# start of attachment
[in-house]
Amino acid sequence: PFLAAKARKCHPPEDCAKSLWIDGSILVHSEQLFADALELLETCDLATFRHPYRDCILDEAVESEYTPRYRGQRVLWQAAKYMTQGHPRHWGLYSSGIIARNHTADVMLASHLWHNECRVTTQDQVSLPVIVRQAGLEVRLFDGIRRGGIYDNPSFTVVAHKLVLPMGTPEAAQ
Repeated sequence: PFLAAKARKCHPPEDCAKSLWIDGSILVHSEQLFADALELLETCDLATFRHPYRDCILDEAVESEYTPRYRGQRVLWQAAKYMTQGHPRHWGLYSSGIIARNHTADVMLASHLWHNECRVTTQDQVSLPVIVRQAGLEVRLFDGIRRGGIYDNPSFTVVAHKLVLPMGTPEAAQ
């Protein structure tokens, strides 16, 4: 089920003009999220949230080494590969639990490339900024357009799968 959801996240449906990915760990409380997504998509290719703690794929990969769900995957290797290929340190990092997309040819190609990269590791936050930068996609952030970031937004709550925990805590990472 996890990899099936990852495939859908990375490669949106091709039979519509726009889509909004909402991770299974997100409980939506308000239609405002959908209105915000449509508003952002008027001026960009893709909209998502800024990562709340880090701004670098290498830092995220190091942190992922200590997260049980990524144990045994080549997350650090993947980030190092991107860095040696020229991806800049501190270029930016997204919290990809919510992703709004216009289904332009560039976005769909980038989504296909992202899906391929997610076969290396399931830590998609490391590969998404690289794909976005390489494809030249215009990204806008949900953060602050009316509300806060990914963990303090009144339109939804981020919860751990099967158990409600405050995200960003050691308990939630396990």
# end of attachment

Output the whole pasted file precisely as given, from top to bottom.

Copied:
[in-house]
Amino acid sequence: PFLAAKARKCHPPEDCAKSLWIDGSILVHSEQLFADALELLETCDLATFRHPYRDCILDEAVESEYTPRYRGQRVLWQAAKYMTQGHPRHWGLYSSGIIARNHTADVMLASHLWHNECRVTTQDQVSLPVIVRQAGLEVRLFDGIRRGGIYDNPSFTVVAHKLVLPMGTPEAAQ
Repeated sequence: PFLAAKARKCHPPEDCAKSLWIDGSILVHSEQLFADALELLETCDLATFRHPYRDCILDEAVESEYTPRYRGQRVLWQAAKYMTQGHPRHWGLYSSGIIARNHTADVMLASHLWHNECRVTTQDQVSLPVIVRQAGLEVRLFDGIRRGGIYDNPSFTVVAHKLVLPMGTPEAAQ
């Protein structure tokens, strides 16, 4: 089920003009999220949230080494590969639990490339900024357009799968 959801996240449906990915760990409380997504998509290719703690794929990969769900995957290797290929340190990092997309040819190609990269590791936050930068996609952030970031937004709550925990805590990472 996890990899099936990852495939859908990375490669949106091709039979519509726009889509909004909402991770299974997100409980939506308000239609405002959908209105915000449509508003952002008027001026960009893709909209998502800024990562709340880090701004670098290498830092995220190091942190992922200590997260049980990524144990045994080549997350650090993947980030190092991107860095040696020229991806800049501190270029930016997204919290990809919510992703709004216009289904332009560039976005769909980038989504296909992202899906391929997610076969290396399931830590998609490391590969998404690289794909976005390489494809030249215009990204806008949900953060602050009316509300806060990914963990303090009144339109939804981020919860751990099967158990409600405050995200960003050691308990939630396990």